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Would this be construed as R&D

Would my client be eligible for R&D Tax Relief

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My client sole diector/employee of a limited company has one large Pharmaceutical company as a client.

He is responsible for the finding and developing a new drug for this client.  

However,  it seems all the R&D work is carried out for his client and cannot see any evidence of R&D in his own company. 

He doesn't have a lab or office premises. Perhaps he may do some research on drugs in his own time which I think is about it.

I know the R&D threshold seems low but he is adamant this qualifies for R&D tax relief.

 

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By tom123
23rd Nov 2020 11:55

I would say he is a paid subcontractor of big pharma, who is the one carrying out the R&D

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Replying to tom123:
Psycho
By Wilson Philips
23rd Nov 2020 12:12

But we don't know how 'big' big pharma is. OP says 'large' but is that 'large' in the R&D sense or just a general comment on the size of the contractor? Then again, we know precious little about the nature of the work and whether it would qualify in any event as R&D in the hands of the subcontractor.

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Replying to Wilson Philips:
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By sanjay100
23rd Nov 2020 12:38

Large is probably irrelevant and relates to the contractor. If the work is solely carried out for the Pharmaceutical company then I would assume R&D will not apply. Only if the R&D work was carried out in his own company then there would be a chance of tax relief but I cannot see any concrete evidence. I know if he decides to go to these so called R&D tax specialists they will probably say yes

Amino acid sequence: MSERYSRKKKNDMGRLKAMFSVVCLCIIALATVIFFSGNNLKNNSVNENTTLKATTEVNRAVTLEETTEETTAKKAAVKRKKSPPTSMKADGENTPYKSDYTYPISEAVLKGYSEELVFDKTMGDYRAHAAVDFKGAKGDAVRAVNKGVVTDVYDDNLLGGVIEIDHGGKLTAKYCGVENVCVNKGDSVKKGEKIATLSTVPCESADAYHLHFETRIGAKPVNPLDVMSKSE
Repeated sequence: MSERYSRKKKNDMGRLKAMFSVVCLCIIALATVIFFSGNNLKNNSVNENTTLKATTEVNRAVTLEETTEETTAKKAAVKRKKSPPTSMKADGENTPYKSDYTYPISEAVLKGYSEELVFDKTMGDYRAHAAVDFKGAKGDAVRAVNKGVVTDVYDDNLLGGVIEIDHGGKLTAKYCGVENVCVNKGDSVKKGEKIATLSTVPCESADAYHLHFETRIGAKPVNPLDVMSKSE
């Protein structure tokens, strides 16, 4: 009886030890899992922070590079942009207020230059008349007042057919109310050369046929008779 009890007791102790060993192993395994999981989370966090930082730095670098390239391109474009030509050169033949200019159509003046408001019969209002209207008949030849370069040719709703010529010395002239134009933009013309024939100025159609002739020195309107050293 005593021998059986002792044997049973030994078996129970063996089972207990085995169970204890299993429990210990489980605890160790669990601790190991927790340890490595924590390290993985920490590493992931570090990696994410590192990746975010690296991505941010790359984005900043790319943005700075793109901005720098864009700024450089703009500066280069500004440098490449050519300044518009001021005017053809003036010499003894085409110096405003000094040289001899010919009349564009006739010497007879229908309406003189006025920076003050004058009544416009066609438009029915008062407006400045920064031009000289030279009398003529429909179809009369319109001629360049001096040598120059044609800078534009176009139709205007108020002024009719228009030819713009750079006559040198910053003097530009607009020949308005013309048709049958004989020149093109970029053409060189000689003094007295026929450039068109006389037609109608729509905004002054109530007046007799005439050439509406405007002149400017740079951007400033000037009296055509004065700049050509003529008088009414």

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Replying to sanjay100:
Psycho
By Wilson Philips
23rd Nov 2020 12:42

"Large" is most definitely not irrelevant. So-called R&D tax specialists tend to know why.

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Replying to sanjay100:
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By frankfx
23rd Nov 2020 12:55

sanjay100 wrote:

Large is probably irrelevant and relates to the contractor. If the work is solely carried out for the Pharmaceutical company then I would assume R&D will not apply. Only if the R&D work was carried out in his own company then there would be a chance of tax relief but I cannot see any concrete evidence. I know if he decides to go to these so called R&D tax specialists they will probably say yes

Vous ne dois pas être aussi cynique.

However, R & D claims firms do seem to use a different language to us and our clients . With Gusto .

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Replying to frankfx:
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By Truthsayer
23rd Nov 2020 13:20

Devez, not dois. Tu dois, vous devez.

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By Anonymous.